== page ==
Originally published on November 1, 2019 9:15 am
State lawmakers are advancing a bipartisan response to the deadly shooting at STEM School Highlands Ranch that occurred in May.
On Thursday, lawmakers on a new school safety committee approved five bills they think will make schools safer in the wake of that shooting.
All of the measures are heading to the full legislature, which will decide whether to pass them when the session kicks off in January.
Here’s a breakdown of their proposals:
Mental health days
Currently, students in Colorado cannot be excused from school for mental health reasons. Sen. Rhonda Fields (D-Aurora) said the existing rules have been on the books since 1963 and should be updated.
“It’s time we (remove) this stigma that’s associated with kids who have issues associated with some kind of sadness,” she said.
She said the bill would allow students to be excused from school for a variety of behavioral health reasons, including grieving the loss of a relative or pet.
High school students recently pushed a similar bill through the Oregon state legislature.
The state of Colorado already trains teachers and school staff to identify mental health issues in their schools. But some lawmakers want to see this program expanded to reach more schools around the state.
The measure would increase the teacher training program budget by $1.5 million starting next school year.
This bill sparked the only drama at Thursday’s hearing.
Republican state senators Paul Lundeen and Bob Gardner opposed the measure, saying they wanted a new school safety working group to decide whether this is the best approach.
Sen. Fields strongly objected to deferring the decision.
“Our kids can’t wait,” she said. “We have kids who are coming into our schools with a variety of different issues. Some of them are coming to school maybe their lights are not on. Maybe they did not eat. Maybe there’s family domestic issues that are happening at home. And they show up in our classrooms. And we’re going to reduce the opportunity for teachers and educators and staff to be trained on how to identify behavior health to a committee?”
The bill passed the committee 6-2. Some members of the audience could be heard voicing their approval when the measure advanced.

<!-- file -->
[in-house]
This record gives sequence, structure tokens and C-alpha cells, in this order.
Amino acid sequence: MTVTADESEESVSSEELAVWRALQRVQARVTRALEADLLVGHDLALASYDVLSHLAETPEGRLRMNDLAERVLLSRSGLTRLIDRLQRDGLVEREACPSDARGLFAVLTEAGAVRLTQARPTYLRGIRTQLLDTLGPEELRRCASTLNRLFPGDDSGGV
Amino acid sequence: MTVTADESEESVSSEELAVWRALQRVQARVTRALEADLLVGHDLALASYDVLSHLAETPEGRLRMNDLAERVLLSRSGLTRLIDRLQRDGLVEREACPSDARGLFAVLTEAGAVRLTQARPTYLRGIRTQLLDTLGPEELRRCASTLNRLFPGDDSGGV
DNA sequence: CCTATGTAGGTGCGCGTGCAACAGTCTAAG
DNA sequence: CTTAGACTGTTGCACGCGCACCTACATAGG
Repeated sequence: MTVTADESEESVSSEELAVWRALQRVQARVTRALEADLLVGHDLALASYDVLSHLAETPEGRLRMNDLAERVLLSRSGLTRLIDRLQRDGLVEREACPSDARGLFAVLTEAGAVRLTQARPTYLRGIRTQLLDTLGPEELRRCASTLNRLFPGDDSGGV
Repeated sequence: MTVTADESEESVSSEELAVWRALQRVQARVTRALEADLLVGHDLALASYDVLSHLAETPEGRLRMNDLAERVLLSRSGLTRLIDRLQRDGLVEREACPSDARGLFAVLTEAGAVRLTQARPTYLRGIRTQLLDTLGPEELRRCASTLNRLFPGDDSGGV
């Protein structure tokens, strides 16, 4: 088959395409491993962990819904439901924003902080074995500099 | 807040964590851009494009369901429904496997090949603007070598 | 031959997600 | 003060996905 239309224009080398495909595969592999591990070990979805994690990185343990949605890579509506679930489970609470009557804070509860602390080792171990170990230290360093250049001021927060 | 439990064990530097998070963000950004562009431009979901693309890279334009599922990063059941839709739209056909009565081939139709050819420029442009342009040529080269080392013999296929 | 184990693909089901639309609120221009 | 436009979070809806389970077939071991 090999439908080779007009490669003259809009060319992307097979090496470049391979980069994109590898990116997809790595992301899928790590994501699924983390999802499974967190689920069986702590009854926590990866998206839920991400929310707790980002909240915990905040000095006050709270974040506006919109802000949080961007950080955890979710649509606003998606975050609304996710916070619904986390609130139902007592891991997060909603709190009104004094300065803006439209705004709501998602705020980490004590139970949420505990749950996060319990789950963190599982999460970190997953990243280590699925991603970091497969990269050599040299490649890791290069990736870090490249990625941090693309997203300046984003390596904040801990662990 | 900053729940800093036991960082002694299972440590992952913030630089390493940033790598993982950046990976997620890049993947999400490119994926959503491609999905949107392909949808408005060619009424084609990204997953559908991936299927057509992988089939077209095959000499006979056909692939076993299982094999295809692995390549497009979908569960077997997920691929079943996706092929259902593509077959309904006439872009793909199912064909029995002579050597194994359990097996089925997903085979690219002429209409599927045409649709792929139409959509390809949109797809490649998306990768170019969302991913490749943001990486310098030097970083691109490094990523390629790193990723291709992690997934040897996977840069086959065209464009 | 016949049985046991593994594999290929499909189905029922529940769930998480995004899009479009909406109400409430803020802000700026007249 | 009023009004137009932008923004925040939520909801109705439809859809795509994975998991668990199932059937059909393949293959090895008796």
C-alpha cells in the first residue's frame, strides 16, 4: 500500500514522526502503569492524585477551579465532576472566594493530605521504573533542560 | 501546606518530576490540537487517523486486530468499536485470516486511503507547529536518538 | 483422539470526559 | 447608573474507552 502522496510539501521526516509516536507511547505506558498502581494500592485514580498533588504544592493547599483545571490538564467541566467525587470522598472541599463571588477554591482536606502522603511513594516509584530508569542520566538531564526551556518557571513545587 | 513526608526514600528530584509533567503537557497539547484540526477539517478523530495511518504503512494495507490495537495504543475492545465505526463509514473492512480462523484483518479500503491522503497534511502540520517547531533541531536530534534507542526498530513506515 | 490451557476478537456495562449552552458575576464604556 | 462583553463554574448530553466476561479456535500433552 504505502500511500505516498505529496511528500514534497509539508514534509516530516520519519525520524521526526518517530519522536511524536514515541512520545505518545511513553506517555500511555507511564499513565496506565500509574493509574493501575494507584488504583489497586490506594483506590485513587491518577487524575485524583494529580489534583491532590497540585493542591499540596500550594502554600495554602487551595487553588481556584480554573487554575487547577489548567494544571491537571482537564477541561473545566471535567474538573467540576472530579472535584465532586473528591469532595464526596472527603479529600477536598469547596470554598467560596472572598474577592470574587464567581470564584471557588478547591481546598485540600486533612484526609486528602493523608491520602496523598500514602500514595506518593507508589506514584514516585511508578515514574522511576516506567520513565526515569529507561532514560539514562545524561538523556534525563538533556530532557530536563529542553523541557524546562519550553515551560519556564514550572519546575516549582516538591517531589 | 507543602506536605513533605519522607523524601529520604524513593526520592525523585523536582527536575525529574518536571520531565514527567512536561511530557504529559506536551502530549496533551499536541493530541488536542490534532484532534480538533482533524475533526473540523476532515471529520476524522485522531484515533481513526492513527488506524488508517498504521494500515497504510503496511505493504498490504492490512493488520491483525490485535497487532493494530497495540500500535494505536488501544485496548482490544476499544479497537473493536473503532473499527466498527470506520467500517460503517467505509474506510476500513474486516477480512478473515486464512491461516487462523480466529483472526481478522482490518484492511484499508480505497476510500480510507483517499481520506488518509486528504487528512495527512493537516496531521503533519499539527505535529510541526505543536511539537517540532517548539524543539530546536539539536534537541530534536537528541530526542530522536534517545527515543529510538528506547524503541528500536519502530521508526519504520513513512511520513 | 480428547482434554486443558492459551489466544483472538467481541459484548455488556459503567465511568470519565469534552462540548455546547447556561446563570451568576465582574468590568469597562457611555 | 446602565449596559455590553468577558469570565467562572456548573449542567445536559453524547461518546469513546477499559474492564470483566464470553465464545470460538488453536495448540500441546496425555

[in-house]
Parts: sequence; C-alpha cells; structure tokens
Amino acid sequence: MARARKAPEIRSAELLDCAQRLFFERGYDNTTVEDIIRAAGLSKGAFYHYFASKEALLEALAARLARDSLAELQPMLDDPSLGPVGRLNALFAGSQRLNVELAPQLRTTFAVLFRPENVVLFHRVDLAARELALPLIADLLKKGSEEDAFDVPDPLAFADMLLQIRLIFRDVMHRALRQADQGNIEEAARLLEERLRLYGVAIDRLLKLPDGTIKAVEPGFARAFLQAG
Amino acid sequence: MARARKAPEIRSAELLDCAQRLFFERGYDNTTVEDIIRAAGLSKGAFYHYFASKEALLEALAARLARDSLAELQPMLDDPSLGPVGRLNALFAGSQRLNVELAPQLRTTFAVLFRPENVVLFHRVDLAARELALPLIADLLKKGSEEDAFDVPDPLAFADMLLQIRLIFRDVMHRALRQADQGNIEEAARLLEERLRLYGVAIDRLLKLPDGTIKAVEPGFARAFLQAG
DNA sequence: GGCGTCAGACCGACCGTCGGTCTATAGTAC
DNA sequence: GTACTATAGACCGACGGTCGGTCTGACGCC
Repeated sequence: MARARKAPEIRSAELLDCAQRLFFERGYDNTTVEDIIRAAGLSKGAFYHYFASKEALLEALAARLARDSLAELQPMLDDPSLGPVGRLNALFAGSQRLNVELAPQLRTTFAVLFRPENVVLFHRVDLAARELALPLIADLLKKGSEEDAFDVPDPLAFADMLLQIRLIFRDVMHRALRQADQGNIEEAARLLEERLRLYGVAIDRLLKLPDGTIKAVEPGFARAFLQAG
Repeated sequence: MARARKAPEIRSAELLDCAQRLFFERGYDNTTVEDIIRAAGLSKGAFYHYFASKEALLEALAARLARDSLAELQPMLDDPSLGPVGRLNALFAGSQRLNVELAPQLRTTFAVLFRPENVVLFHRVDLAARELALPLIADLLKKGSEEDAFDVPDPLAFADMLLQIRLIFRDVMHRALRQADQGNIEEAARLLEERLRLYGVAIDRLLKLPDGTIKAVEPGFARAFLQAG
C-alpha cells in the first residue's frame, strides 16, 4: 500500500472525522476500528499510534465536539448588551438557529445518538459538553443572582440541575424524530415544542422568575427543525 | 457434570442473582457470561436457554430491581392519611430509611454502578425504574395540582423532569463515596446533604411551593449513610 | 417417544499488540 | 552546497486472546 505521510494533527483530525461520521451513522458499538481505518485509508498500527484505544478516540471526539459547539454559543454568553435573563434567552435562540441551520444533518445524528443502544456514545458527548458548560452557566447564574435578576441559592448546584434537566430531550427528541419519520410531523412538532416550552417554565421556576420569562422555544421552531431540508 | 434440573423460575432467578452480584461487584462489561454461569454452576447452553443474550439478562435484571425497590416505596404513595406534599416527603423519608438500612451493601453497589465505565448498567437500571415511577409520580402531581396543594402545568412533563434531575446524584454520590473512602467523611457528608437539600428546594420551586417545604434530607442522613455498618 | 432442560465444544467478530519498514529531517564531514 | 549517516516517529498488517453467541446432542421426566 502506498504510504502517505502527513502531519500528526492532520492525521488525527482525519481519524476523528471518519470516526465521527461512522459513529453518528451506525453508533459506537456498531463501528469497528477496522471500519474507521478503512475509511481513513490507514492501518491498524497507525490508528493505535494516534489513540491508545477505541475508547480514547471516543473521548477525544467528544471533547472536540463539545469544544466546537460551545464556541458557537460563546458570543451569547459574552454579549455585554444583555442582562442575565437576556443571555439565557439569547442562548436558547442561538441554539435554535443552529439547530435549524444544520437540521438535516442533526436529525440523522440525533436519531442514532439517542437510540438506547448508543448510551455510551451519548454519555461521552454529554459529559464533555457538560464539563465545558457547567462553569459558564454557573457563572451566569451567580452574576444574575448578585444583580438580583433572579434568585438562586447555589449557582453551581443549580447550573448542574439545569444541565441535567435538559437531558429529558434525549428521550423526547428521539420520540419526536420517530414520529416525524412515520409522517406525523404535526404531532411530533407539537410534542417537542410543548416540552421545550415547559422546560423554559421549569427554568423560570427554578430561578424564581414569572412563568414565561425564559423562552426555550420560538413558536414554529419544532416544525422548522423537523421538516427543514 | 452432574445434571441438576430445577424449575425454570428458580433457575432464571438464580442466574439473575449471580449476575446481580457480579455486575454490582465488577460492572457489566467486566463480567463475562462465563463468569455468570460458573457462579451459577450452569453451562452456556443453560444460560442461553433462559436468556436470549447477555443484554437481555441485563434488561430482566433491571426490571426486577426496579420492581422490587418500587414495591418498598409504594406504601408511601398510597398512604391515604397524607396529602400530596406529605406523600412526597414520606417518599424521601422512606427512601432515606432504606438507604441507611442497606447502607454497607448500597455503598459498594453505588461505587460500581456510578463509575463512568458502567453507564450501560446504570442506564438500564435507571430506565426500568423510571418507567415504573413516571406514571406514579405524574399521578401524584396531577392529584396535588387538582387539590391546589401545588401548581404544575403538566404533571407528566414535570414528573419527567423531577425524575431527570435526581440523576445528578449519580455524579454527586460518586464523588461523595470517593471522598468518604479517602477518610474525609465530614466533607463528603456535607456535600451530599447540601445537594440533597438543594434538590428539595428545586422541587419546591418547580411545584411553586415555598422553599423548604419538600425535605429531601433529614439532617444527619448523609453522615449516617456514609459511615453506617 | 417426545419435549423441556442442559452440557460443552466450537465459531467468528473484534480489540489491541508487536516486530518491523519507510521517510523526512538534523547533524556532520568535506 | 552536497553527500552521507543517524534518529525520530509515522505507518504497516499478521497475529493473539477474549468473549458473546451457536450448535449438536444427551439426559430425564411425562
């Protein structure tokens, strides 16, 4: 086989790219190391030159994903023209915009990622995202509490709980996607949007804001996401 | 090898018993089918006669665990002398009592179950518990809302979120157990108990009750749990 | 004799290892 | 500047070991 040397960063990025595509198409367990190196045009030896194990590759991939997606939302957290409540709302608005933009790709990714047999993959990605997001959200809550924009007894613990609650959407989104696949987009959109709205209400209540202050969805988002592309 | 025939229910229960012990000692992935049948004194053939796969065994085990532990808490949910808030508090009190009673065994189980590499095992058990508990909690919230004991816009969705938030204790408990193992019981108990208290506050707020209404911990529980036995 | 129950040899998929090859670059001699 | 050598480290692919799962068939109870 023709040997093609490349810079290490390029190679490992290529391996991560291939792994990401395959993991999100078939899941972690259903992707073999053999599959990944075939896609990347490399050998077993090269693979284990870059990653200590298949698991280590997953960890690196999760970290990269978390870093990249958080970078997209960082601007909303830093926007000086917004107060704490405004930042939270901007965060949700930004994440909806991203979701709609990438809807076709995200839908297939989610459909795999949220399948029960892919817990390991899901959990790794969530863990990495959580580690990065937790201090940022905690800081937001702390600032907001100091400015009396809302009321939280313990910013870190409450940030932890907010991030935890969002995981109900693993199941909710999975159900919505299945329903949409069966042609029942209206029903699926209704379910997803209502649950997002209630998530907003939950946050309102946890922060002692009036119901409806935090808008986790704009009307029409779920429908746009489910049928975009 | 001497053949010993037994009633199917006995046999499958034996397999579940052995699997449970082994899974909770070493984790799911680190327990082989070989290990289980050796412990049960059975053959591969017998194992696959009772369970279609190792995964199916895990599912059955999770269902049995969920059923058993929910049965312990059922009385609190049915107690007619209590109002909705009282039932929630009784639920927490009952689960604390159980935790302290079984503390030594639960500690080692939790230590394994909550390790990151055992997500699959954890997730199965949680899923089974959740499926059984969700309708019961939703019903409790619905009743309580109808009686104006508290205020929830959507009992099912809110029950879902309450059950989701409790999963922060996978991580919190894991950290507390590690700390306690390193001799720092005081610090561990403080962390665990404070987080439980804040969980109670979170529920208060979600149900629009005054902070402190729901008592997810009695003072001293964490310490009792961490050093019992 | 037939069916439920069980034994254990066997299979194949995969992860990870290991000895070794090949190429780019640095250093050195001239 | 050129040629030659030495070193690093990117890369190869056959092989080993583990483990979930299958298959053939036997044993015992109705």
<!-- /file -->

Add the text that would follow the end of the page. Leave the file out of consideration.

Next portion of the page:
Improving Safe 2 Tell
Lawmakers want to spend an additional $50,000 to better advertise the state’s anonymous tip line where students can report threats. The tip line received more than 20,000 tips last school year, and has been replicated in other states.
Lawmakers tabled another proposal that sought to allow police to learn the identity of people who abuse the tip line to make a false report.
New working group
This summer, the state auditor released a report saying a patchwork of school safety programs is creating "gaps in services and challenges in determining their reach and impact." The state spent $75 million on school safety programs in the last two years.
To remedy this, lawmakers are advancing a measure that would create a new school safety working group to better coordinate efforts across the state.
The working group will have members from several state agencies, as well as four lawmakers.
Mental health options for juveniles
State Rep. Susan Bekcman (R-Littleton) thinks the state currently lacks the resources to help children who are facing a mental health crisis.
She notes that since 2009, the state has cut about 60 beds in residential mental health treatment centers for juveniles due to budget constraints.
A measure Beckman and other lawmakers advanced would study this issue to see if the number of beds should be increased in the future.
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